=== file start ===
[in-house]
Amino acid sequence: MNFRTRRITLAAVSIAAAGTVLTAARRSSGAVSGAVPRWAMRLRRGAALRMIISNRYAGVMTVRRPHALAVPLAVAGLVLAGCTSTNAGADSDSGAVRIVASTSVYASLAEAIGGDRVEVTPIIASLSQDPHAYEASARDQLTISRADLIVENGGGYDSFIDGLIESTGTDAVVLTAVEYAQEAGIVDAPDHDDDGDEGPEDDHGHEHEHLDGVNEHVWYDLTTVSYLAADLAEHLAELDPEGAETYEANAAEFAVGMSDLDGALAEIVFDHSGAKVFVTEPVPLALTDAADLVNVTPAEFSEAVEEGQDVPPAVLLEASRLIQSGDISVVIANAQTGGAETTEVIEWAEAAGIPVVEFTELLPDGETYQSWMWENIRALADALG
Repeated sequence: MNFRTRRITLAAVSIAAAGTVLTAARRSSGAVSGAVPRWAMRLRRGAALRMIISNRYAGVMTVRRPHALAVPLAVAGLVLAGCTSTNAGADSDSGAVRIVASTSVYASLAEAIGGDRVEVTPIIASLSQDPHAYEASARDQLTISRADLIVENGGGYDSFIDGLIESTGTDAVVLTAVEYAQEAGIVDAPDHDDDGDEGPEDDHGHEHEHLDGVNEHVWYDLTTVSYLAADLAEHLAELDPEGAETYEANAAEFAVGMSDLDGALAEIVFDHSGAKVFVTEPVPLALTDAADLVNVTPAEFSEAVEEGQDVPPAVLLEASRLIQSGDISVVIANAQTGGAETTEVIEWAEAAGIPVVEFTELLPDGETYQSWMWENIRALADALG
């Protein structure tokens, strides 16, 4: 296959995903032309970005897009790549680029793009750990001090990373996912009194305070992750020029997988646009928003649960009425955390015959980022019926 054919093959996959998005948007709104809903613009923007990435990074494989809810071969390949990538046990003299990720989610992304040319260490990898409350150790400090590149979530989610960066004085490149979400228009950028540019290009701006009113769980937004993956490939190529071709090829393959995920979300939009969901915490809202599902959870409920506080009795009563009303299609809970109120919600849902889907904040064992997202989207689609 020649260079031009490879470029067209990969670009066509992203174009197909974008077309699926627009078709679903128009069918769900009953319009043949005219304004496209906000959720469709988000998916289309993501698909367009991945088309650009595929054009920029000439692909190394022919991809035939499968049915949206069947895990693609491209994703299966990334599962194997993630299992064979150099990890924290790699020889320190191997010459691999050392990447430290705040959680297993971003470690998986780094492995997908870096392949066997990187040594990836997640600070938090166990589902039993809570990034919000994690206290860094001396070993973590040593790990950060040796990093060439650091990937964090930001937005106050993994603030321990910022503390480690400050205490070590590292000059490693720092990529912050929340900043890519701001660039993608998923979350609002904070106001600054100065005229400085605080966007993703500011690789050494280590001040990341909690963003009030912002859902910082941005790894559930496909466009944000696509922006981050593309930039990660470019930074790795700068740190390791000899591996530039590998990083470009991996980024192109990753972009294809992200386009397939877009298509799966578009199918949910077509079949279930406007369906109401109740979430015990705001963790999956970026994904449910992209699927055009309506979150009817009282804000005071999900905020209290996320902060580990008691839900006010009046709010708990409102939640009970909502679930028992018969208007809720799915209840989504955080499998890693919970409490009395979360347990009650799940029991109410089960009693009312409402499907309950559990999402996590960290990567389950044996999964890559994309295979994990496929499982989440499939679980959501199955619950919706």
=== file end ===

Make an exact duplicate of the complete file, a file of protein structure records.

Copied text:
[in-house]
Amino acid sequence: MNFRTRRITLAAVSIAAAGTVLTAARRSSGAVSGAVPRWAMRLRRGAALRMIISNRYAGVMTVRRPHALAVPLAVAGLVLAGCTSTNAGADSDSGAVRIVASTSVYASLAEAIGGDRVEVTPIIASLSQDPHAYEASARDQLTISRADLIVENGGGYDSFIDGLIESTGTDAVVLTAVEYAQEAGIVDAPDHDDDGDEGPEDDHGHEHEHLDGVNEHVWYDLTTVSYLAADLAEHLAELDPEGAETYEANAAEFAVGMSDLDGALAEIVFDHSGAKVFVTEPVPLALTDAADLVNVTPAEFSEAVEEGQDVPPAVLLEASRLIQSGDISVVIANAQTGGAETTEVIEWAEAAGIPVVEFTELLPDGETYQSWMWENIRALADALG
Repeated sequence: MNFRTRRITLAAVSIAAAGTVLTAARRSSGAVSGAVPRWAMRLRRGAALRMIISNRYAGVMTVRRPHALAVPLAVAGLVLAGCTSTNAGADSDSGAVRIVASTSVYASLAEAIGGDRVEVTPIIASLSQDPHAYEASARDQLTISRADLIVENGGGYDSFIDGLIESTGTDAVVLTAVEYAQEAGIVDAPDHDDDGDEGPEDDHGHEHEHLDGVNEHVWYDLTTVSYLAADLAEHLAELDPEGAETYEANAAEFAVGMSDLDGALAEIVFDHSGAKVFVTEPVPLALTDAADLVNVTPAEFSEAVEEGQDVPPAVLLEASRLIQSGDISVVIANAQTGGAETTEVIEWAEAAGIPVVEFTELLPDGETYQSWMWENIRALADALG
């Protein structure tokens, strides 16, 4: 296959995903032309970005897009790549680029793009750990001090990373996912009194305070992750020029997988646009928003649960009425955390015959980022019926 054919093959996959998005948007709104809903613009923007990435990074494989809810071969390949990538046990003299990720989610992304040319260490990898409350150790400090590149979530989610960066004085490149979400228009950028540019290009701006009113769980937004993956490939190529071709090829393959995920979300939009969901915490809202599902959870409920506080009795009563009303299609809970109120919600849902889907904040064992997202989207689609 020649260079031009490879470029067209990969670009066509992203174009197909974008077309699926627009078709679903128009069918769900009953319009043949005219304004496209906000959720469709988000998916289309993501698909367009991945088309650009595929054009920029000439692909190394022919991809035939499968049915949206069947895990693609491209994703299966990334599962194997993630299992064979150099990890924290790699020889320190191997010459691999050392990447430290705040959680297993971003470690998986780094492995997908870096392949066997990187040594990836997640600070938090166990589902039993809570990034919000994690206290860094001396070993973590040593790990950060040796990093060439650091990937964090930001937005106050993994603030321990910022503390480690400050205490070590590292000059490693720092990529912050929340900043890519701001660039993608998923979350609002904070106001600054100065005229400085605080966007993703500011690789050494280590001040990341909690963003009030912002859902910082941005790894559930496909466009944000696509922006981050593309930039990660470019930074790795700068740190390791000899591996530039590998990083470009991996980024192109990753972009294809992200386009397939877009298509799966578009199918949910077509079949279930406007369906109401109740979430015990705001963790999956970026994904449910992209699927055009309506979150009817009282804000005071999900905020209290996320902060580990008691839900006010009046709010708990409102939640009970909502679930028992018969208007809720799915209840989504955080499998890693919970409490009395979360347990009650799940029991109410089960009693009312409402499907309950559990999402996590960290990567389950044996999964890559994309295979994990496929499982989440499939679980959501199955619950919706």